Tuesday, March 14, 2006

The Revolution of 1848

Top: Today's Serrig at the edge of the Kammerforst
Bottom: The path beside the road from Oberzerf to Serrig

I asked my father, "Vater, what is the Revolution?"... '"Ach," he said, "nobody knows what it is, and everyone makes of it what he wants." Grandfather of Peter Fass, Serrig

The Revolution That Failed

Those of us who have 19th century Rhineland ancestors soon learn about the Revolution of 1848, when there was a short-lived struggle with the Emperor of Prussia for more individual liberty and the freedom to participate in the process of government.

After some initial success, the proponents of a more democratic form of government (or even a republic) in the Prussian Rheinland failed to bring it about. The Prussian emperor did not look kindly on the rebellious activities, and those identified as a threat were sought out for punishment. This caused many of those who had gained notoriety to flee.

Because America was seen as a place where democratic ideals flourished, some of the escaping so-called "48'ers" chose it as their new homeland. Most of these men were from the middle class and educated - the so-called "German gentlemen farmers." A good example is Carl Shurz who took up a new life in Watertown, Wisconsin; and in the 1860's became a leading figure in the Republican party and an advisor to President Abraham Lincoln.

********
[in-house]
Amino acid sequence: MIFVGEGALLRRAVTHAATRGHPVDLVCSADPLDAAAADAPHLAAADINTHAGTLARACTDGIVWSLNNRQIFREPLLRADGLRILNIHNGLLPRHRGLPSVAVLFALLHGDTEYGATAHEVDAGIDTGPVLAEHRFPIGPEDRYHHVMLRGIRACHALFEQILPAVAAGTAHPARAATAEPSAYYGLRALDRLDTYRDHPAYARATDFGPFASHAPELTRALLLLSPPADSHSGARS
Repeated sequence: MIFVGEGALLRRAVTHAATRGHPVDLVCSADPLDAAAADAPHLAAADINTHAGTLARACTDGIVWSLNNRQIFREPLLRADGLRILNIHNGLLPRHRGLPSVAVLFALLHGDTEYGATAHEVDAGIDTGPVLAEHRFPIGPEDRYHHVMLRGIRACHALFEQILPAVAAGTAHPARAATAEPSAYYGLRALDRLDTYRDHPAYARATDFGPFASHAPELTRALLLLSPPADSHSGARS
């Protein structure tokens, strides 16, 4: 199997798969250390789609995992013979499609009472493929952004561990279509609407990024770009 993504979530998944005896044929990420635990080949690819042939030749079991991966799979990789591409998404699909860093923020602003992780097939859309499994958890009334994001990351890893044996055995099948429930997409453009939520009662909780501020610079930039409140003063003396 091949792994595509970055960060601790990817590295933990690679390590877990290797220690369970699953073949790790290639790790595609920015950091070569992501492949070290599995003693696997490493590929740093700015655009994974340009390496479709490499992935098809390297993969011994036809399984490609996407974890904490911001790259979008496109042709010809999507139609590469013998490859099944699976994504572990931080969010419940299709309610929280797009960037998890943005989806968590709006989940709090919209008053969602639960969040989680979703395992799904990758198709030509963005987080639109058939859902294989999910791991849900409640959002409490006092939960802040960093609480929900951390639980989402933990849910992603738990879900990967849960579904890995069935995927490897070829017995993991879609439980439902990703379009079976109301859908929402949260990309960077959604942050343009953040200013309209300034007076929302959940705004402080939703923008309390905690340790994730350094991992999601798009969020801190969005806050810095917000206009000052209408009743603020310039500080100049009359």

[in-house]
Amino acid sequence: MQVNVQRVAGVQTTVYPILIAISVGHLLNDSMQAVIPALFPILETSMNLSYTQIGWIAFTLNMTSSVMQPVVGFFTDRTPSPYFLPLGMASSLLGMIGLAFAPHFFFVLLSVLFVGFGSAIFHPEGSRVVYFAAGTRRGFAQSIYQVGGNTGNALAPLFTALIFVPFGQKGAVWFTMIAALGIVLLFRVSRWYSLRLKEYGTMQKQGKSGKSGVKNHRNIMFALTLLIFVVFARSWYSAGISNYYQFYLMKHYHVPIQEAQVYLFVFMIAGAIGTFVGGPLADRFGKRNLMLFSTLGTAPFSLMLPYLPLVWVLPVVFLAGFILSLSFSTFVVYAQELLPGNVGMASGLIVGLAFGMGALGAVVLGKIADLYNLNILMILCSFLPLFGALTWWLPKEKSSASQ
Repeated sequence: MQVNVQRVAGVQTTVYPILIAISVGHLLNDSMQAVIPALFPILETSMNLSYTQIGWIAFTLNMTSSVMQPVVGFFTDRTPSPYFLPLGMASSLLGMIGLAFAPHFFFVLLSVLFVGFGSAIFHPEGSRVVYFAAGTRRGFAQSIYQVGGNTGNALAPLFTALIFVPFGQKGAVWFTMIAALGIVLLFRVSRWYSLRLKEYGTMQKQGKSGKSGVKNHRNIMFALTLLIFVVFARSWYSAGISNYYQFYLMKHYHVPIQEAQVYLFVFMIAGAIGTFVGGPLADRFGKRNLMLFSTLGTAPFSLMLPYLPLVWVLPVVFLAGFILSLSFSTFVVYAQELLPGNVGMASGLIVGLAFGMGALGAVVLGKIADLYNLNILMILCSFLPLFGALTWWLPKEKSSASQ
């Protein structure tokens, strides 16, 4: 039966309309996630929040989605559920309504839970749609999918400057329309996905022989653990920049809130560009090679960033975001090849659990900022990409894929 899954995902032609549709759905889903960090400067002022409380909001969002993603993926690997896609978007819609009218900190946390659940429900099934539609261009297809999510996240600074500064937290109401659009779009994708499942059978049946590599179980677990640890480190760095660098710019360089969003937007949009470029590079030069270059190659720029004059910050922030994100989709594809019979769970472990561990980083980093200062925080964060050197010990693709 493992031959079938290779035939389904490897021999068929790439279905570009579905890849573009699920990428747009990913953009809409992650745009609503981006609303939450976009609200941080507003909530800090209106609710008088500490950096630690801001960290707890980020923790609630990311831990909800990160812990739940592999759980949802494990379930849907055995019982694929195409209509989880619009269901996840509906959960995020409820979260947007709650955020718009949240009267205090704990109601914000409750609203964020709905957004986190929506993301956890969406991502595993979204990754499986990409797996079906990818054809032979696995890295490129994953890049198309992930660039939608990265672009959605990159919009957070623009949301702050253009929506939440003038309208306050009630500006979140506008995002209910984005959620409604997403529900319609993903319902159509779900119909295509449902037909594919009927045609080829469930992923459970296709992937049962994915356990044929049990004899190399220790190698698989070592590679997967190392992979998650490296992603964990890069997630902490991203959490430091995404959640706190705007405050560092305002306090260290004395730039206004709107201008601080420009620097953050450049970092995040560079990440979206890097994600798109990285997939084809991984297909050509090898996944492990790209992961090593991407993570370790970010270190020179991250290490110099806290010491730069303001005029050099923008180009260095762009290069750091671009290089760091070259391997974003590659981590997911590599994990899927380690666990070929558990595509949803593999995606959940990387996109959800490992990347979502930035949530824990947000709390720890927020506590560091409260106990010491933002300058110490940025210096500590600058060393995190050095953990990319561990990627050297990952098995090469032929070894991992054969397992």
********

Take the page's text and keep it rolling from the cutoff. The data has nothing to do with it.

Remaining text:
Most of us are not the descendants of well-educated revolutionaries. Our forefathers were struggling farmers, craftsmen, and dayworkers. But just like the fleeing 48'ers, our immigrant ancestors wanted to escape - not from a courtroom or a prison but from economic hardship or outright poverty. This was a time when the winemakers of the Rhineland were suffering poverty because the bottom had fallen out of the wine market. New taxes and fees depleted even further the already stretched purses of the farmers, winemakers, craftsmen and laborers. They were ready to revolt.

While our Rhineland ancestors' activities during the revolution may not have put them in the history books, they, too, took part in the disorder and excitement that was sweeping the region; some as observers, others as occasional participants.

The Revolution Comes to the Saar Valley

In his history of Saarburg, Nikolaus Ritzler talks about 1848 bringing an overthrow movement to the city.

On March 25, 1848 toll stations in Trassem were destroyed. On the same day, a toll in Niederleuken was demolished. And in Freudenburg a toll was dismantled and the German flag of the revolution (not the Prussian flag) was flown. In this dangerous atmosphere, a regiment of soldiers was sent from Trier to Saarburg; but were withdrawn again because of the protests of the city government. This left the Saarburg mayor, Herr Crell, and the head of the Saarburg administrative district, Herr Von Nell, in a terribly difficult situation. The Prussian eagle was ripped from the city hall in Saarburg and ruined with excrement and dirt of the road. A pole called a "freedom tree" was planted, and the women and girls danced around it.

In his book about the small wine village of Serrig in the Saar valley, Serrig: Landschaft, Geschichte & Geschichten, Klaus Hammächer included a story by Peter Fass, whose grandfather was the schoolmaster in Serrig in 1848.

The Serrig Schoolteacher's Memories of the 1848 Revolution: